Or just retired? Gone away? Or could it be that we grow tired of seeing ourselves in it — weary of its unknowns, while treasuring the familiar? Can it still challenge our ways of seeing? After all, isn't it just some 'twist' in the natural order of things or to the way things ought to be? Yet it's precisely because of this that it occupies such a special place within the realm of the arts and the sciences. Through them, we venture down its unknown paths to expand our thinking and knowledge around it. The idea of unknowns may seem uncomfortable to some, or perhaps just inconvenient, but it's here where 'otherness' ceases to be — to no longer be dismissed as another 'twist' in the path, but to slowly transform itself into a deeper perception about the world around us. This is what has made the arts and sciences such defiant soldiers, lobbing missiles into these mysteries and twists in spite of their many unknowns.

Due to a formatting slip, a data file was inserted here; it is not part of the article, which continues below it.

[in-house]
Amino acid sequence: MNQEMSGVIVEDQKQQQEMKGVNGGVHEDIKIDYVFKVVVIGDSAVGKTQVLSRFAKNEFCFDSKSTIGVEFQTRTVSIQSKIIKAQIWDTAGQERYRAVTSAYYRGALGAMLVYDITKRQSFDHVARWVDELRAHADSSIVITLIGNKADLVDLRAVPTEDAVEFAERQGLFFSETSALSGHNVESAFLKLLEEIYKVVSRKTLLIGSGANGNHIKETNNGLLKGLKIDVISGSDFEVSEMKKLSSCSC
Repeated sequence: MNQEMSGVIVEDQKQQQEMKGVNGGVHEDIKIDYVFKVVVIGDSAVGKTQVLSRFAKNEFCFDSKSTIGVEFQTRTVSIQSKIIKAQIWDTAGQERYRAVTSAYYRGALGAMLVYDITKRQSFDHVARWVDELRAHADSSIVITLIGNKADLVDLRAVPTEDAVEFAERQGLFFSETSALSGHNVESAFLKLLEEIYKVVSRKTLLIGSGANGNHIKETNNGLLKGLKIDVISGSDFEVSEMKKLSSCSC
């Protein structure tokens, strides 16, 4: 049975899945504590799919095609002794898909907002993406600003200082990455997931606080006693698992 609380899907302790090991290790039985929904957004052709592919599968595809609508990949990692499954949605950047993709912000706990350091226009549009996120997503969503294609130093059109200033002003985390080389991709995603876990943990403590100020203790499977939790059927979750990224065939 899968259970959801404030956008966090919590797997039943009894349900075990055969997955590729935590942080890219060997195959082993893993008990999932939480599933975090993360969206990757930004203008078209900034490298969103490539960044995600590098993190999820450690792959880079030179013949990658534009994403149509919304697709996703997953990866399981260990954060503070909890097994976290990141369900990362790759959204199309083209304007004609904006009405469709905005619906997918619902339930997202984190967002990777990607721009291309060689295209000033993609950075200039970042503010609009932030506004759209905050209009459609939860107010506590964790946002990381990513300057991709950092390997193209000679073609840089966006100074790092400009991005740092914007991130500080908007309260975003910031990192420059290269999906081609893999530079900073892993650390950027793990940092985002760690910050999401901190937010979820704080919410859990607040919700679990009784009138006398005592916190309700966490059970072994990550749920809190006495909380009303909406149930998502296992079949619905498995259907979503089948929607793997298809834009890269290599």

Yet after all these centuries, a strife between the arts, myths, and sciences still persists. So in an era of instant 'post-truths', do we even want to grasp 'other' thinking? Does it spell trouble if can no longer understand our own myths and madmen?
— michael graf